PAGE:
May
13
2011

The Dude’s White Russian journey

—Ian

The “hero’s journey” (a term coined by American writer, Joseph Campbell) is a common theme in global mythology. Here, in a line from Campbell’s The Hero With a Thousand Faces, is the hero’s journey summarized:

“A hero ventures forth from the world of common day into a region of supernatural wonder: fabulous forces are there encountered and a decisive victory is won: the hero comes back from this mysterious adventure with the power to bestow boons on his fellow man.”

This all-encompassing event in a person’s life happens in a series of defined stages: Departure, Initiation and Return. Each stage is then marked with various steps, the full list of which (with descriptions) can be read here.  In The Big Lebowski, the Dude’s journey follows this pattern. And interestingly, certain key steps of the adventure are heralded each time the Dude imbibes his favorite drink, the White Russian (or as he refers to it—the Caucasian).

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May
11
2011

An Enthusiast’s Guide to Cocktails: the White Russian

—Christian

To tell the story of the the White Russian we need to look back a few years to the origin of vodka cocktails in general. The Savoy Cocktail Book (1930) is considered one of the first U.S. publications to include recipes using vodka. At that time, vodka was primarily a Russian export (and the country is widely believed to have been responsible for its origin). It should come as no surprise then, that one of these early vodka cocktails in the Savoy book was known simply as the “Russian” (vodka, gin and crème de cacao). The similarities to it’s progeny should be apparent. Read more »


May
05
2011

An Enthusiast’s guide to cocktails: the Margarita

—Christian

While there is much debate about the exact history of the drink, the lore that surrounds the Margarita is rich and interesting. Initially tequila was not used in cocktails. Rather, it was served straight in a shot glass with a side of lime and salt (sound familiar?). Starting in the mid ‘30s, examples of mixed drinks that include distilled agave began to pop up. In fact, the 1937 Café Royal Cocktail Book includes not one, but 15 different tequila concoctions. One of which is called the Picador, which calls for 2pts tequila, 1pt citrus, 1pt Cointreau (note the absence of salt). Also, around the same time there was a well-known cocktail called the Tequila Daisy that combined tequila, citrus and grenadine. Incidentally, the Spanish word for “daisy” is margarita. Coincidence? I think not.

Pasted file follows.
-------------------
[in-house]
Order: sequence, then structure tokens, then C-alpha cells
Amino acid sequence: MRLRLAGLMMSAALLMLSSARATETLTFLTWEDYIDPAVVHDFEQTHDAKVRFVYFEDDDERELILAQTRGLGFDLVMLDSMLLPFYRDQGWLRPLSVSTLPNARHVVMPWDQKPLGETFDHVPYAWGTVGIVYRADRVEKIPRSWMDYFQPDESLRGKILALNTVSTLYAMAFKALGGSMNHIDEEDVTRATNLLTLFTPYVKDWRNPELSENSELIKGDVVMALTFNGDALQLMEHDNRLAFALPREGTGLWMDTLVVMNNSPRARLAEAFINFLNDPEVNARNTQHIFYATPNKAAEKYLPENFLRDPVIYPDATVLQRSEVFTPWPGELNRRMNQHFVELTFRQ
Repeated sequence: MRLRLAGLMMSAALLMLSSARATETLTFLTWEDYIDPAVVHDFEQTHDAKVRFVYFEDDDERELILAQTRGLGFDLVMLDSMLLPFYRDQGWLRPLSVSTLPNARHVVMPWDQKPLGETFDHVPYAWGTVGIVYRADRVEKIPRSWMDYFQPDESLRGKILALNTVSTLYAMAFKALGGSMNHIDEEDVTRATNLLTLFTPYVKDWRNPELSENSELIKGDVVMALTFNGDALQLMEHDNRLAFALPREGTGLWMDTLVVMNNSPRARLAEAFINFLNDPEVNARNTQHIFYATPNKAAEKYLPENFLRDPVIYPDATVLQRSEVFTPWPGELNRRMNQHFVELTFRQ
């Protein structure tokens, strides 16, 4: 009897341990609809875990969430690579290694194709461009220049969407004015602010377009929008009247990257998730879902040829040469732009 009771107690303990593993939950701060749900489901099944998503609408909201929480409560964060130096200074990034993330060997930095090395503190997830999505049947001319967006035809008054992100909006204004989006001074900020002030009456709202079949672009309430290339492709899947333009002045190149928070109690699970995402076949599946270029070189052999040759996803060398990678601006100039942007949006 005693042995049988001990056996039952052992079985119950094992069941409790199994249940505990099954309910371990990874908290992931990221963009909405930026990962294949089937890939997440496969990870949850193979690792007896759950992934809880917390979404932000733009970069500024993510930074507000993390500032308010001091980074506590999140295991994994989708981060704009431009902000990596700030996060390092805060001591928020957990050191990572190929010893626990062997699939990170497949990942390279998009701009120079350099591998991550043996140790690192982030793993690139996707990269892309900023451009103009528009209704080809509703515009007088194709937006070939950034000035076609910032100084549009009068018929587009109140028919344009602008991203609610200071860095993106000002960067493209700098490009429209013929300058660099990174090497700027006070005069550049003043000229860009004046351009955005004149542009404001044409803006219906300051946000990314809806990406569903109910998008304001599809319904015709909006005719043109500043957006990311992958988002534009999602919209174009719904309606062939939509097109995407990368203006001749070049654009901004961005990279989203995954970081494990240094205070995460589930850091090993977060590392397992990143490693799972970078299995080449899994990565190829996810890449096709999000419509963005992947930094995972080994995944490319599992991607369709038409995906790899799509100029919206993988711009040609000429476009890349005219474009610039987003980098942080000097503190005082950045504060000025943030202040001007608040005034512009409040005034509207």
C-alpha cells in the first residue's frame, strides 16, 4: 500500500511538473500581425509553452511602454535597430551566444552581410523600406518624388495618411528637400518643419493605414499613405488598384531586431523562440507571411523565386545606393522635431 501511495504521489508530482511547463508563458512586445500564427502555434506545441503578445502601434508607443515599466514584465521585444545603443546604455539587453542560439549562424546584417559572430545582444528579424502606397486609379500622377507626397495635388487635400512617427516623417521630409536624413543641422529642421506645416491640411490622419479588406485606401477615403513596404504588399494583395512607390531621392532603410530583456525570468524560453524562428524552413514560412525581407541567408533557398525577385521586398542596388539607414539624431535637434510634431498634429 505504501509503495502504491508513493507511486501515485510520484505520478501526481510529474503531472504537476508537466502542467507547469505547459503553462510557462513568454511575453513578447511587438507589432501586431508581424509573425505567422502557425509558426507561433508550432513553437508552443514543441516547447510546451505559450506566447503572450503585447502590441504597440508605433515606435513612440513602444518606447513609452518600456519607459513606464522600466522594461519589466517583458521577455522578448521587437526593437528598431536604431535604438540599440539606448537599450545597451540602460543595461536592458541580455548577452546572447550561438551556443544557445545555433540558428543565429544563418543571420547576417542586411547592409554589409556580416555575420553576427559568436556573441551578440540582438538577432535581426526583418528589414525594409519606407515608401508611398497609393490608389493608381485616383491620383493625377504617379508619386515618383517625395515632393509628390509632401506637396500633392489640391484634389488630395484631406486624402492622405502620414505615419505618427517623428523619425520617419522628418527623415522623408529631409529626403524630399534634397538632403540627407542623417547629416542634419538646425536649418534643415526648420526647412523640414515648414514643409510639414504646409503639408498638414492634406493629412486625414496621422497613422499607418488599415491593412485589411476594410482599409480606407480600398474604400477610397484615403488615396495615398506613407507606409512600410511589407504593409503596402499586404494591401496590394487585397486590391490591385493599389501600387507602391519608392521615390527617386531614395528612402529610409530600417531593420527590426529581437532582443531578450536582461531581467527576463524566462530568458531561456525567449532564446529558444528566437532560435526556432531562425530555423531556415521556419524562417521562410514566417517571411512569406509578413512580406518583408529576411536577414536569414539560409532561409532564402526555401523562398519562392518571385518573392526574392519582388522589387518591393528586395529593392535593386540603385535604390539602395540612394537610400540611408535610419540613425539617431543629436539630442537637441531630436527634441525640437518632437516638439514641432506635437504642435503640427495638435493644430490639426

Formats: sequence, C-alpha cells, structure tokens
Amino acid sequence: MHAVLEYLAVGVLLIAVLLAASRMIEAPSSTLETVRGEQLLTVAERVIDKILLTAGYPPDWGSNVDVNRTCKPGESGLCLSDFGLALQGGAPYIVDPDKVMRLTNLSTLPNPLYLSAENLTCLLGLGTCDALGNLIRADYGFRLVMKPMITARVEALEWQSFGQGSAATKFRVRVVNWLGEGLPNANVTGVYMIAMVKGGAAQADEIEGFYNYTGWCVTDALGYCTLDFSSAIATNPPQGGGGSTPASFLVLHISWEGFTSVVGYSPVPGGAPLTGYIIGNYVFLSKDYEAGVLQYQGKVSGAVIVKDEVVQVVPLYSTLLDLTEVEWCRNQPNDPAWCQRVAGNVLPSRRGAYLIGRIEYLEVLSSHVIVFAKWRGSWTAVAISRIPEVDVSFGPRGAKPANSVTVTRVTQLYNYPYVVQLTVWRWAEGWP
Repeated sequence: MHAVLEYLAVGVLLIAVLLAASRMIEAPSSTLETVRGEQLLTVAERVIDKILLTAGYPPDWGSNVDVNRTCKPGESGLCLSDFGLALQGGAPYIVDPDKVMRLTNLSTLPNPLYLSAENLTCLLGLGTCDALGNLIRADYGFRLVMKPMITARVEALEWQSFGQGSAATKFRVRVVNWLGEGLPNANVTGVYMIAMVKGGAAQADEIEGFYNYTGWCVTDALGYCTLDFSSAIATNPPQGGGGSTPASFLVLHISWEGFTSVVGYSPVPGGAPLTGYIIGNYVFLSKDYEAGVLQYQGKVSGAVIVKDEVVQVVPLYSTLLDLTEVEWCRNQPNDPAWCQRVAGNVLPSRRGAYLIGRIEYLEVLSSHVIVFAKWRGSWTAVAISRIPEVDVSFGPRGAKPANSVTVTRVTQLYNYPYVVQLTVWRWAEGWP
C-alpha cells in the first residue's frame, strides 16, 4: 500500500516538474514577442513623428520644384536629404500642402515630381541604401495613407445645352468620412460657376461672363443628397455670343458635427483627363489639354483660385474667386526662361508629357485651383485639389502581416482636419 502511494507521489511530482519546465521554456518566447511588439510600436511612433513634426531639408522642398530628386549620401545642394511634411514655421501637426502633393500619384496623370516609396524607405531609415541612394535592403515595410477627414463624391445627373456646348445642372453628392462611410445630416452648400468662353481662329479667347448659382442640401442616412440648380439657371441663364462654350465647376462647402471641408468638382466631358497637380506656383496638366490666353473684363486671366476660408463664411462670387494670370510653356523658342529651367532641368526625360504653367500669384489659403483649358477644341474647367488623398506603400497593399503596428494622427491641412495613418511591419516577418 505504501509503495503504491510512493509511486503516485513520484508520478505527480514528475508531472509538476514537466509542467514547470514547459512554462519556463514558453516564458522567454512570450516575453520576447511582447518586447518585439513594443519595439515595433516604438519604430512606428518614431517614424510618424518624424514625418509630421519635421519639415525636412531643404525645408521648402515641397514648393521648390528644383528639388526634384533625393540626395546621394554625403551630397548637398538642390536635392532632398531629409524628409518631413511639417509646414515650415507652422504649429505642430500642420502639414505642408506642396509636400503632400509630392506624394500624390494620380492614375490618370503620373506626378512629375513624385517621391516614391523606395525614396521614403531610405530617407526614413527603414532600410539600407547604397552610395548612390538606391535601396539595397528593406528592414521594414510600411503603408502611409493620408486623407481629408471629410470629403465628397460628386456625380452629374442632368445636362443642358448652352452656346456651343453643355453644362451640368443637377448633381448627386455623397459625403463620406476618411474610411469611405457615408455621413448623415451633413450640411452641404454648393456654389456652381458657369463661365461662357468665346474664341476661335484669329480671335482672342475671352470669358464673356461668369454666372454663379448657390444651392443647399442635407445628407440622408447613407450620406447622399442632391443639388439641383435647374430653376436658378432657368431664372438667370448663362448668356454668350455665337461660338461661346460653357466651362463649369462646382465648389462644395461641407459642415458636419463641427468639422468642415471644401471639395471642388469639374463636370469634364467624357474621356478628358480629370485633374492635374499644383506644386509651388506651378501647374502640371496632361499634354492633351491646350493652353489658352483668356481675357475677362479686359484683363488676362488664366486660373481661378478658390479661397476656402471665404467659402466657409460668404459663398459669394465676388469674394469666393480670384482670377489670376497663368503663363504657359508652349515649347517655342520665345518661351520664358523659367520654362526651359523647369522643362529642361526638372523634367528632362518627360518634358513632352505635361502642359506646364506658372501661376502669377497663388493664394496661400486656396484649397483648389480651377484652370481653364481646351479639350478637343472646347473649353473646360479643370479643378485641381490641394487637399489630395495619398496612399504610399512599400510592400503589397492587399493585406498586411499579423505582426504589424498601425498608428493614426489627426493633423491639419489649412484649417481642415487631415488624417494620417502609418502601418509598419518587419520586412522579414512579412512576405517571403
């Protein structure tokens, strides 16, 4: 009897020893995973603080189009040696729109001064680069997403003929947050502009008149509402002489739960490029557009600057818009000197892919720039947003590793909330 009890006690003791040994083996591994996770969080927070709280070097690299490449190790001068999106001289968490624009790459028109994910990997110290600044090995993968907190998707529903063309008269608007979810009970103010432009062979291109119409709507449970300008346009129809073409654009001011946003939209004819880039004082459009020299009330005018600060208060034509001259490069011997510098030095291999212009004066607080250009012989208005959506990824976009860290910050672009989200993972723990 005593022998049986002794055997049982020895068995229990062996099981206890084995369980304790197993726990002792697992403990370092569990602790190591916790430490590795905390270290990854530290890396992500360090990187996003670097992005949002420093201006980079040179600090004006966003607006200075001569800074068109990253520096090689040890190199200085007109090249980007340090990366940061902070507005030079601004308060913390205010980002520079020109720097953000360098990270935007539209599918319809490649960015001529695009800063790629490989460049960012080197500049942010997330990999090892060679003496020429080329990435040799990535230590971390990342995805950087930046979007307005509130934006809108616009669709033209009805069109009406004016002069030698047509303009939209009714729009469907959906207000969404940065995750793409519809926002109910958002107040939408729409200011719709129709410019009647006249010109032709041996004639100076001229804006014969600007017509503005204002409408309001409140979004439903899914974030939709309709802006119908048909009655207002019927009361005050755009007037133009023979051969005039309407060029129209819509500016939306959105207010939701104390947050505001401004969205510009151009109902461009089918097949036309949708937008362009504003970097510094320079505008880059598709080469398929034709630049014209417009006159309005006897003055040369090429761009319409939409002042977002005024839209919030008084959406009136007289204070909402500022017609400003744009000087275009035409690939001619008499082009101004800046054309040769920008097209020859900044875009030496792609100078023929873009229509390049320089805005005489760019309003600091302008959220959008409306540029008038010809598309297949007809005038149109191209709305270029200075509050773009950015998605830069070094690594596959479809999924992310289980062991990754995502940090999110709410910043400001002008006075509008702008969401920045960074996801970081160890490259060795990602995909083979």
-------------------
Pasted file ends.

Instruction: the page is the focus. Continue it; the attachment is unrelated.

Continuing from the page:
So clearly this combination was not completely original in the late ‘30s—early ‘40s when it was purportedly “invented” in the Americas.
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Mar
16
2011

Strange bedfellows: A Vegas adventure

—Prez

Ah, Vegas, how do I love thee? Let me count the ways… Of course, I can’t tell you exactly what happened on each trip, I was sworn to secrecy upon arrival at McCarran International Airport by a scruffy man who approached me in the men’s room and assured me that “what happens in Vegas stays in Vegas.” In retrospect, I probably should have told an adult, but hey, IT’S VEGAS!

Forget the family-friendly image Vegas has been trying to push lately; Sin City is all about indulging your vices. And mine happens to be over-enthusing to my heart’s content.  Sure, I’ll be the first to admit that Vegas is not for everyone, but every alcohol-blooded, booze fan should think of it as Mecca: a holy place that every Enthusiast should pilgrimage to at least once in their lifetime—preferably once a year.
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Mar
09
2011

An Enthusiast’s guide to cocktails: the Ramos Gin Fizz

—Christian

Yesterday was Fat Tuesday, the culmination of all that is Mardi Gras. In honor of (the day after) this auspicious drinking occasion we wanted to share a classic New Orleans cocktail, the Ramos Gin Fizz. Not to be confused with standard Gin Fizzes, the Ramos is a unique pleasure that was originated down in the Big Easy back in 1888 by a man named Henry C. Ramos.

At the time it was simply called the “New Orleans Fizz” and was so popular that Ramos had to hire a crew of “shaker boys” during busy times just to keep up with demand. In recent years the cocktail’s popularity has dwindled (likely due, in part, to a specific and essential ingredient that is rather hard to come by). Although I personally grew up drinking them with my family every year on Christmas morning.
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